Throughout the movie, Omalu teams up with several other doctors, including Steelers team doctor Julian Bates. They discover that several deceased players, including Terry Long and Andre Waters, exhibited similar symptoms for what would later be dubbed CTE.
Omalu wishes to present his findings but is blocked by NFL Commissioner Roger Goodell. Leaving it up to Bates to present before a player safety committee.
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Omalu’s stance on the subject results in racial rhetoric thrown his way, including former NFL Player Association director Dave Duerson telling him to “go back to Africa.”
Well, years later, Duerson, a former player, also commits suicide and, in his note, mentions how Omalu was right.
Omalu eventually becomes a United States citizen, looks into Junior Seau’s death (another suicide), and Congress forces the NFL to take concussion issues more seriously.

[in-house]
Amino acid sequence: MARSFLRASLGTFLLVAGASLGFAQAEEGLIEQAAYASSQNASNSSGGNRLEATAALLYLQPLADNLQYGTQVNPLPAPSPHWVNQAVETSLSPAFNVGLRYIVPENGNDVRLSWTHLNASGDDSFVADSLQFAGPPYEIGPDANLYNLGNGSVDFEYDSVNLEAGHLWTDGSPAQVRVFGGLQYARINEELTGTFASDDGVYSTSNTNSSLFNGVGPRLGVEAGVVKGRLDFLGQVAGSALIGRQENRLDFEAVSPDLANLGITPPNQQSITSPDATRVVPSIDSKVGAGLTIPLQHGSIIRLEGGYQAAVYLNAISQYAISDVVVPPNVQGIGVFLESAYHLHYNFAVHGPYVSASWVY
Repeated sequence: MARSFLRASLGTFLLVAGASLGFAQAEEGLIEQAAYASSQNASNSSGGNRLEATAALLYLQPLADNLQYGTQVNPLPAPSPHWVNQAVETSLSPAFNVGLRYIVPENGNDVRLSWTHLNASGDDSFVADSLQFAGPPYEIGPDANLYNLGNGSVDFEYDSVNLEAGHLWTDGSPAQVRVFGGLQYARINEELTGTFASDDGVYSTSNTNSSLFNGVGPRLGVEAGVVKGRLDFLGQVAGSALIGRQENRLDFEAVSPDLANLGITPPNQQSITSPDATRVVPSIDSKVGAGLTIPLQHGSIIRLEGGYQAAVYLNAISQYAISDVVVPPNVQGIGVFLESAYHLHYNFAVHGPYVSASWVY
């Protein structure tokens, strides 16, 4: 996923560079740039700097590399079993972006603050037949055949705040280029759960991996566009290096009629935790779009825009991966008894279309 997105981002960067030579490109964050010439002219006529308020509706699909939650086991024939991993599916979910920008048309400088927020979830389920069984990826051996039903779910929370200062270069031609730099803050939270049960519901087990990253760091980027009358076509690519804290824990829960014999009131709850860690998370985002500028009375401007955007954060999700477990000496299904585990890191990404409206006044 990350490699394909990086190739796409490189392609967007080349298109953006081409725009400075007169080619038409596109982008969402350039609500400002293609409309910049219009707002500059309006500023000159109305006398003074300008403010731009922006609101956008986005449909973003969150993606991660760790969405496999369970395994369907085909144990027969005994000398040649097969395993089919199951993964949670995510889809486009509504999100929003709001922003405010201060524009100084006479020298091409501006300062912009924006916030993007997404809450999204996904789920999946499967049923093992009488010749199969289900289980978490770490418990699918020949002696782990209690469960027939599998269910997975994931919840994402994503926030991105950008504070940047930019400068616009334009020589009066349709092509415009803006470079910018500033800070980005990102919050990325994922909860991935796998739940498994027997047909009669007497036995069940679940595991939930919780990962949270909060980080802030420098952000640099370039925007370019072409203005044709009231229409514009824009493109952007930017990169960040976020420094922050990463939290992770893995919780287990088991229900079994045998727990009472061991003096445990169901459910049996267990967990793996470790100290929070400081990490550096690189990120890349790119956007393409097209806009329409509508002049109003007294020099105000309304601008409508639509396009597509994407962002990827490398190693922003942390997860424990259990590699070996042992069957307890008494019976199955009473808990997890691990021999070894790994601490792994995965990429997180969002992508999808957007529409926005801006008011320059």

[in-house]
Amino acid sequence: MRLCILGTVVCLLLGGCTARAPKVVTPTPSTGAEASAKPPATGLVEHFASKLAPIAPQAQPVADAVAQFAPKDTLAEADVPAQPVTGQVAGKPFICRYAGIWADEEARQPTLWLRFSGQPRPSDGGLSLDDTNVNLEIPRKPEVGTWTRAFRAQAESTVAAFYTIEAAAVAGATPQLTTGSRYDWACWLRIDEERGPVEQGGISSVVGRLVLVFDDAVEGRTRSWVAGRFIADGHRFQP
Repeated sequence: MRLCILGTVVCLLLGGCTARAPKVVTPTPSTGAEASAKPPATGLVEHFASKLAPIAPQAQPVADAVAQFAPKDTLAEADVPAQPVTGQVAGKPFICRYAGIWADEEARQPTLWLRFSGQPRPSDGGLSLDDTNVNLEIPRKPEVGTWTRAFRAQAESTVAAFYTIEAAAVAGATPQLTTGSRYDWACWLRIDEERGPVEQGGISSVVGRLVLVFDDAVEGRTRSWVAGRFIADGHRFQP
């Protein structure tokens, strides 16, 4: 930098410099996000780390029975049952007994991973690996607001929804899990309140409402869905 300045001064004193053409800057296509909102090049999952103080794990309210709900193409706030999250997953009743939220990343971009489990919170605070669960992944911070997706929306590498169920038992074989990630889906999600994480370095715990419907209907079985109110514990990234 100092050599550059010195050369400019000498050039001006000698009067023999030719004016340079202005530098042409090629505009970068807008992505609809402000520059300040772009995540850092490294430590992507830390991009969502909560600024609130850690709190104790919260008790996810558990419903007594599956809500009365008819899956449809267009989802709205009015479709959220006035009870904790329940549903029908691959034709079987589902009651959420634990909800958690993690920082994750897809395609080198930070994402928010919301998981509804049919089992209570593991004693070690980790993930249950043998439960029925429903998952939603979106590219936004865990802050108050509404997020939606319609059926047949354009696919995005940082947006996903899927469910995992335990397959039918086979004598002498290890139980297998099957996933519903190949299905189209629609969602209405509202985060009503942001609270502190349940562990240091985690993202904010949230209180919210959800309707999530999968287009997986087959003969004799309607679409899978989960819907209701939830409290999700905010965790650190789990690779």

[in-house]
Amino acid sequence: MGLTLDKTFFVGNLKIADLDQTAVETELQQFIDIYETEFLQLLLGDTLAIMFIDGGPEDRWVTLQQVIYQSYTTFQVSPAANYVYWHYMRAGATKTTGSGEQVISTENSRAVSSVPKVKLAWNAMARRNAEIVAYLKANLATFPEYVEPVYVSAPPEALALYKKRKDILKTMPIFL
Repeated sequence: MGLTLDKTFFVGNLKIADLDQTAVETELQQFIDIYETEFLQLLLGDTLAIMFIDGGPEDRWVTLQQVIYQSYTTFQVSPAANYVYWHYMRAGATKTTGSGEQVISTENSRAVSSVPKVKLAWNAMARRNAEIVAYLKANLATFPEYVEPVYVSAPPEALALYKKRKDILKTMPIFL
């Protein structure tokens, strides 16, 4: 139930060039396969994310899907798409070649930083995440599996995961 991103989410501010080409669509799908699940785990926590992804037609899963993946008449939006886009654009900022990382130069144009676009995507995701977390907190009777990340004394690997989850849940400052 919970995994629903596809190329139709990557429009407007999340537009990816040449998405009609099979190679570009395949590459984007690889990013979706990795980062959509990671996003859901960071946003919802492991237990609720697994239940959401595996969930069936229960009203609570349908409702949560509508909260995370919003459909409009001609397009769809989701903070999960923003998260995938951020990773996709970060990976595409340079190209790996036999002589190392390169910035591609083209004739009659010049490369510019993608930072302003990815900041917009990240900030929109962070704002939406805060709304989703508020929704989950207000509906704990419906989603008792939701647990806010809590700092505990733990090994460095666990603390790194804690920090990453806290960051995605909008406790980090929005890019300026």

7. The Longest Yard
Instead of the original, we’re looking at the newer Adam Sandler version. Perhaps this is my age talking, but this movie is one of the Best NFL films of all time. The 2005 film has a cast comprising Sandler, Burt Reynolds (who was in the 1972 version), Nelly, Chris Rock, Michael Irvin, Joey Diaz, Terry Crews, and even the wrestler Goldberg.
The cast is incredible as we follow Sandler’s character, Paul Crewe, who is accused of points shaving. He lands on probation, but one night he goes out joyriding, violating his probation, and lands in jail.
The warden then wants Crewe to assist the prison guard’s football team, but instead, we wind up with a game of the inmates against the guards.
One of Crewe’s friends in prison, Caretaker, is murdered. This is used against him later. The warden threatens to stick it on Crewe unless they throw the game against the guards.
Crewe initially begins to do so but comes around and helps the teammates rally. They win the game by one point.
The guards in this movie were terrible human beings. Seeing Crewe and his team, “Mean Machine,” stick it to them was the best form of justice.